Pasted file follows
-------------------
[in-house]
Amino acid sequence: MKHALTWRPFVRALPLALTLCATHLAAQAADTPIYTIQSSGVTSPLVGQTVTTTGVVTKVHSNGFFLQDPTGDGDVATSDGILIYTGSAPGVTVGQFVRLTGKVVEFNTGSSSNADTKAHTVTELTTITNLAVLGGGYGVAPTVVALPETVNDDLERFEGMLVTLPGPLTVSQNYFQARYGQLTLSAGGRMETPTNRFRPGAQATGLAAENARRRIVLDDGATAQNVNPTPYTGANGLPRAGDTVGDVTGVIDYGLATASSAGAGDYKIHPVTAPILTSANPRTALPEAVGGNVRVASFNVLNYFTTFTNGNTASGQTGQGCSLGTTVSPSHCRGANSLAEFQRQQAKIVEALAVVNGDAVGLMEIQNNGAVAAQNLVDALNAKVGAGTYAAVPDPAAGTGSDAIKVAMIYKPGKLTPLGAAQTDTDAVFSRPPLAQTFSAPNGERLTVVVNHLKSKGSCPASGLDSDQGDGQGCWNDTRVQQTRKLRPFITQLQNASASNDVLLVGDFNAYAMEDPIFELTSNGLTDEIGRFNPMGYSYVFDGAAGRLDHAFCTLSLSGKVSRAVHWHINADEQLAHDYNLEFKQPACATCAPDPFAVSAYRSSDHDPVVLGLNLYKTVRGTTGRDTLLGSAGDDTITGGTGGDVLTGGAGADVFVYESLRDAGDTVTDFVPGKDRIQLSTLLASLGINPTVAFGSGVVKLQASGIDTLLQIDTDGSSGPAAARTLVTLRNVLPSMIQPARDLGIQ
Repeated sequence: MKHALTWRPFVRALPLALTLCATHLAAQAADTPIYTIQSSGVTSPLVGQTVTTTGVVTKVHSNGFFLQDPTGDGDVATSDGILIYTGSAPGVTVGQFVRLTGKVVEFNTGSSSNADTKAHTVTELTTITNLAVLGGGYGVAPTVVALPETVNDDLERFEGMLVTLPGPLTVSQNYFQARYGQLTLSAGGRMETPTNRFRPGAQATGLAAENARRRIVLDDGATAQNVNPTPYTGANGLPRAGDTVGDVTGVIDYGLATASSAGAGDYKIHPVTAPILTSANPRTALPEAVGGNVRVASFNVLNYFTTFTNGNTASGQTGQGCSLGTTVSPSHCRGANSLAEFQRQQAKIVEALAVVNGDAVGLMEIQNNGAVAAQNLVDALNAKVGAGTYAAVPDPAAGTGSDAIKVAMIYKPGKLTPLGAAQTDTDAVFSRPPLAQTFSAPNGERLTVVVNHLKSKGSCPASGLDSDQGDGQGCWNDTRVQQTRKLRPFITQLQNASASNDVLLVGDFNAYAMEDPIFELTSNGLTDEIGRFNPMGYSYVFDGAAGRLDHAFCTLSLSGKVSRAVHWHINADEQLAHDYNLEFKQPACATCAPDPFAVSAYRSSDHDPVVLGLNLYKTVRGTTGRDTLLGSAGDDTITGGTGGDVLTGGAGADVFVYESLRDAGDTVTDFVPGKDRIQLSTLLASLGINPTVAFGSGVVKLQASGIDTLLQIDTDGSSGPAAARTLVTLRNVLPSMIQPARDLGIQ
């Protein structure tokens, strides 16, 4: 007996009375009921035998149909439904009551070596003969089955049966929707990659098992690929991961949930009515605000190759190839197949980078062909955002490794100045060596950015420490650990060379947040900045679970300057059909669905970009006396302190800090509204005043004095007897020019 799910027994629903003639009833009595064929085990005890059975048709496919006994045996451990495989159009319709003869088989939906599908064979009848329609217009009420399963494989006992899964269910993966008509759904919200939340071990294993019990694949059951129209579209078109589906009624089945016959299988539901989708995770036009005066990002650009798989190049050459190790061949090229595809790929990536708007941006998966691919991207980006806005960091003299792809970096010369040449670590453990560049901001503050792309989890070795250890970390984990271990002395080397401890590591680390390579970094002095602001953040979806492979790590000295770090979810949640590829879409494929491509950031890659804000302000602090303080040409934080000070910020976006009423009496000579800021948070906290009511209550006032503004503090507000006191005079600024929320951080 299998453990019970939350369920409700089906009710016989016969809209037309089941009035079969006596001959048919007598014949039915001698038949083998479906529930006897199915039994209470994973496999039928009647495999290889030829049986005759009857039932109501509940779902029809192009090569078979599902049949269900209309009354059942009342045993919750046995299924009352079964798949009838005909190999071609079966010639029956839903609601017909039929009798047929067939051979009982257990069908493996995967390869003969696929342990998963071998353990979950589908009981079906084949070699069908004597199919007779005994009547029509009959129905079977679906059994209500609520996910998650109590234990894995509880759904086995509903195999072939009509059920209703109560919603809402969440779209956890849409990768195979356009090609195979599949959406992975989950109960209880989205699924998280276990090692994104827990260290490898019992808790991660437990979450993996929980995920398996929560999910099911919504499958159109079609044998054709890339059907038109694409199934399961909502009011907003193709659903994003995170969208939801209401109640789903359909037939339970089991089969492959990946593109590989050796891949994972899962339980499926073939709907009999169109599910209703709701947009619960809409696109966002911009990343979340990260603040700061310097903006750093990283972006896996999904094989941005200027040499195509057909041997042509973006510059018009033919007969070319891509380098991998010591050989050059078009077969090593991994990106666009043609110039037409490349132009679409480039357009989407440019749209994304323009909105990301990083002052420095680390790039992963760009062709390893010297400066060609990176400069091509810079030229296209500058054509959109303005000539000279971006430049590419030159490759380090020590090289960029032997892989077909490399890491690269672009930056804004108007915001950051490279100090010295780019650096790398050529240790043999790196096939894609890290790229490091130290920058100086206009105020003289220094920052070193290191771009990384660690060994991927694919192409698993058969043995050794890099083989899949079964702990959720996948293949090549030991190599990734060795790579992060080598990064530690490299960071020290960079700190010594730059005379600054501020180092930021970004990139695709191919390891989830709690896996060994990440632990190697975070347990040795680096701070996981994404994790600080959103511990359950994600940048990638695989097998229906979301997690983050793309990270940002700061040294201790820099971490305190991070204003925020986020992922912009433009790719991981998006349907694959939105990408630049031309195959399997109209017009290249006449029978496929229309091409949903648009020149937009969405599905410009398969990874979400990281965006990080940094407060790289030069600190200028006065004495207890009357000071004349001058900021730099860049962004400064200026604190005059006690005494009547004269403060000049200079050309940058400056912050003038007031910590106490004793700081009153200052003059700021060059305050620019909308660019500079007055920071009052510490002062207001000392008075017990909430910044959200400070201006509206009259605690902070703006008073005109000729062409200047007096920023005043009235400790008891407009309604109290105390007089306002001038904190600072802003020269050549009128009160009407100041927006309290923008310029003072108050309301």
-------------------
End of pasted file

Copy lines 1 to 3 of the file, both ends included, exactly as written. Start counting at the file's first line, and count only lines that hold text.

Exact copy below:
[in-house]
Amino acid sequence: MKHALTWRPFVRALPLALTLCATHLAAQAADTPIYTIQSSGVTSPLVGQTVTTTGVVTKVHSNGFFLQDPTGDGDVATSDGILIYTGSAPGVTVGQFVRLTGKVVEFNTGSSSNADTKAHTVTELTTITNLAVLGGGYGVAPTVVALPETVNDDLERFEGMLVTLPGPLTVSQNYFQARYGQLTLSAGGRMETPTNRFRPGAQATGLAAENARRRIVLDDGATAQNVNPTPYTGANGLPRAGDTVGDVTGVIDYGLATASSAGAGDYKIHPVTAPILTSANPRTALPEAVGGNVRVASFNVLNYFTTFTNGNTASGQTGQGCSLGTTVSPSHCRGANSLAEFQRQQAKIVEALAVVNGDAVGLMEIQNNGAVAAQNLVDALNAKVGAGTYAAVPDPAAGTGSDAIKVAMIYKPGKLTPLGAAQTDTDAVFSRPPLAQTFSAPNGERLTVVVNHLKSKGSCPASGLDSDQGDGQGCWNDTRVQQTRKLRPFITQLQNASASNDVLLVGDFNAYAMEDPIFELTSNGLTDEIGRFNPMGYSYVFDGAAGRLDHAFCTLSLSGKVSRAVHWHINADEQLAHDYNLEFKQPACATCAPDPFAVSAYRSSDHDPVVLGLNLYKTVRGTTGRDTLLGSAGDDTITGGTGGDVLTGGAGADVFVYESLRDAGDTVTDFVPGKDRIQLSTLLASLGINPTVAFGSGVVKLQASGIDTLLQIDTDGSSGPAAARTLVTLRNVLPSMIQPARDLGIQ
Repeated sequence: MKHALTWRPFVRALPLALTLCATHLAAQAADTPIYTIQSSGVTSPLVGQTVTTTGVVTKVHSNGFFLQDPTGDGDVATSDGILIYTGSAPGVTVGQFVRLTGKVVEFNTGSSSNADTKAHTVTELTTITNLAVLGGGYGVAPTVVALPETVNDDLERFEGMLVTLPGPLTVSQNYFQARYGQLTLSAGGRMETPTNRFRPGAQATGLAAENARRRIVLDDGATAQNVNPTPYTGANGLPRAGDTVGDVTGVIDYGLATASSAGAGDYKIHPVTAPILTSANPRTALPEAVGGNVRVASFNVLNYFTTFTNGNTASGQTGQGCSLGTTVSPSHCRGANSLAEFQRQQAKIVEALAVVNGDAVGLMEIQNNGAVAAQNLVDALNAKVGAGTYAAVPDPAAGTGSDAIKVAMIYKPGKLTPLGAAQTDTDAVFSRPPLAQTFSAPNGERLTVVVNHLKSKGSCPASGLDSDQGDGQGCWNDTRVQQTRKLRPFITQLQNASASNDVLLVGDFNAYAMEDPIFELTSNGLTDEIGRFNPMGYSYVFDGAAGRLDHAFCTLSLSGKVSRAVHWHINADEQLAHDYNLEFKQPACATCAPDPFAVSAYRSSDHDPVVLGLNLYKTVRGTTGRDTLLGSAGDDTITGGTGGDVLTGGAGADVFVYESLRDAGDTVTDFVPGKDRIQLSTLLASLGINPTVAFGSGVVKLQASGIDTLLQIDTDGSSGPAAARTLVTLRNVLPSMIQPARDLGIQ